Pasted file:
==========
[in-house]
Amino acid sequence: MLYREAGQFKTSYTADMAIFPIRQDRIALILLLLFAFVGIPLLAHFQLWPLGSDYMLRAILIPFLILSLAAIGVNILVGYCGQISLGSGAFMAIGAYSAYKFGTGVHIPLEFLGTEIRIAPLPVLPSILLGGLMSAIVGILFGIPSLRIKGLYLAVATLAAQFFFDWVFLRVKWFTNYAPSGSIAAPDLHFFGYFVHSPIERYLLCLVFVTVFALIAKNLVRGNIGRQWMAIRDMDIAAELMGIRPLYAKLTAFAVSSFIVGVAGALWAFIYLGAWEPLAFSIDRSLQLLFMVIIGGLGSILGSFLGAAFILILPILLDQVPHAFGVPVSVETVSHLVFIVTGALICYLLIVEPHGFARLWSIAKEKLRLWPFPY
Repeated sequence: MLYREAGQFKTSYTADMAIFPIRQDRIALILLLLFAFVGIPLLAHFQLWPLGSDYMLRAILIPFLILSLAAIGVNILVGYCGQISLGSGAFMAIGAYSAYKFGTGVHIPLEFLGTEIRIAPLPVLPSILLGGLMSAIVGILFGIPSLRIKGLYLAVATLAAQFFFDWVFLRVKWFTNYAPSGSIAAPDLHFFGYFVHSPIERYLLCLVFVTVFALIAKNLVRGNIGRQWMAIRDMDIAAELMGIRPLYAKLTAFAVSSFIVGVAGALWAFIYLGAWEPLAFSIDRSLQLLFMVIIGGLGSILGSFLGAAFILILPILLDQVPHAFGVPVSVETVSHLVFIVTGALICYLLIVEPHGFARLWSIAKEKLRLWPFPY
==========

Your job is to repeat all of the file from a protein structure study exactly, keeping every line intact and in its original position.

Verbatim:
[in-house]
Amino acid sequence: MLYREAGQFKTSYTADMAIFPIRQDRIALILLLLFAFVGIPLLAHFQLWPLGSDYMLRAILIPFLILSLAAIGVNILVGYCGQISLGSGAFMAIGAYSAYKFGTGVHIPLEFLGTEIRIAPLPVLPSILLGGLMSAIVGILFGIPSLRIKGLYLAVATLAAQFFFDWVFLRVKWFTNYAPSGSIAAPDLHFFGYFVHSPIERYLLCLVFVTVFALIAKNLVRGNIGRQWMAIRDMDIAAELMGIRPLYAKLTAFAVSSFIVGVAGALWAFIYLGAWEPLAFSIDRSLQLLFMVIIGGLGSILGSFLGAAFILILPILLDQVPHAFGVPVSVETVSHLVFIVTGALICYLLIVEPHGFARLWSIAKEKLRLWPFPY
Repeated sequence: MLYREAGQFKTSYTADMAIFPIRQDRIALILLLLFAFVGIPLLAHFQLWPLGSDYMLRAILIPFLILSLAAIGVNILVGYCGQISLGSGAFMAIGAYSAYKFGTGVHIPLEFLGTEIRIAPLPVLPSILLGGLMSAIVGILFGIPSLRIKGLYLAVATLAAQFFFDWVFLRVKWFTNYAPSGSIAAPDLHFFGYFVHSPIERYLLCLVFVTVFALIAKNLVRGNIGRQWMAIRDMDIAAELMGIRPLYAKLTAFAVSSFIVGVAGALWAFIYLGAWEPLAFSIDRSLQLLFMVIIGGLGSILGSFLGAAFILILPILLDQVPHAFGVPVSVETVSHLVFIVTGALICYLLIVEPHGFARLWSIAKEKLRLWPFPY